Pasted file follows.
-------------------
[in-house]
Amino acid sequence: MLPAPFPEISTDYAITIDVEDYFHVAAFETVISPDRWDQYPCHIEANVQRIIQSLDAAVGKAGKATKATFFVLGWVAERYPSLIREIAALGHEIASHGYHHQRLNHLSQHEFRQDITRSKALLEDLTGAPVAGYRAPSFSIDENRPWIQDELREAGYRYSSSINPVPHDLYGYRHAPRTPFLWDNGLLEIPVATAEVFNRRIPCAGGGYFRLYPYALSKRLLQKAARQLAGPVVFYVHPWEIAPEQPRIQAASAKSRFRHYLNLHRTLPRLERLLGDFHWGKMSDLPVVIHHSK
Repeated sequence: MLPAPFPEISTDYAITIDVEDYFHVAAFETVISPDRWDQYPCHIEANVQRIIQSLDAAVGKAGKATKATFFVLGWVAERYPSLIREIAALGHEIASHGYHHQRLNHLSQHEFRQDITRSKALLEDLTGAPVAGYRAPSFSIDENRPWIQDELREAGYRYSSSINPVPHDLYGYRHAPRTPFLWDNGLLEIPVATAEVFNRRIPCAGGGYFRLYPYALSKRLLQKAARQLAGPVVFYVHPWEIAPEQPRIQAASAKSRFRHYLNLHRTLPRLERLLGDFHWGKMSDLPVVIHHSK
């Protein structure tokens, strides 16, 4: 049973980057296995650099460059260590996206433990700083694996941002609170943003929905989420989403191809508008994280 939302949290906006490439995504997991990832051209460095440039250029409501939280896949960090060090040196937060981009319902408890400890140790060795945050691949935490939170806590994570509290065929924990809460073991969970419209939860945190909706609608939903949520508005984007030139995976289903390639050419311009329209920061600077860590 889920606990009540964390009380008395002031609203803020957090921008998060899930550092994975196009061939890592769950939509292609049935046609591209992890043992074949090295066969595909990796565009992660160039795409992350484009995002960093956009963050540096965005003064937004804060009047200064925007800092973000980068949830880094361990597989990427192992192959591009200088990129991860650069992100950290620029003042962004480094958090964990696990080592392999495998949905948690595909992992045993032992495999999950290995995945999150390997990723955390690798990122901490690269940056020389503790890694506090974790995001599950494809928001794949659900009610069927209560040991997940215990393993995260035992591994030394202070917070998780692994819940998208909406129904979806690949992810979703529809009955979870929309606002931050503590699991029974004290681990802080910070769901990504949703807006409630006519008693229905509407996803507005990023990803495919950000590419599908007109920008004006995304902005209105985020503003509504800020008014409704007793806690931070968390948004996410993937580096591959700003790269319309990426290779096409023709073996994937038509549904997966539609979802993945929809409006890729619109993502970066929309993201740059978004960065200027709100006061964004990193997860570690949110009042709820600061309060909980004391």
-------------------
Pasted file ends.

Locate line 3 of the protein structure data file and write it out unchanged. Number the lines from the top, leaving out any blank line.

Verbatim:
Repeated sequence: MLPAPFPEISTDYAITIDVEDYFHVAAFETVISPDRWDQYPCHIEANVQRIIQSLDAAVGKAGKATKATFFVLGWVAERYPSLIREIAALGHEIASHGYHHQRLNHLSQHEFRQDITRSKALLEDLTGAPVAGYRAPSFSIDENRPWIQDELREAGYRYSSSINPVPHDLYGYRHAPRTPFLWDNGLLEIPVATAEVFNRRIPCAGGGYFRLYPYALSKRLLQKAARQLAGPVVFYVHPWEIAPEQPRIQAASAKSRFRHYLNLHRTLPRLERLLGDFHWGKMSDLPVVIHHSK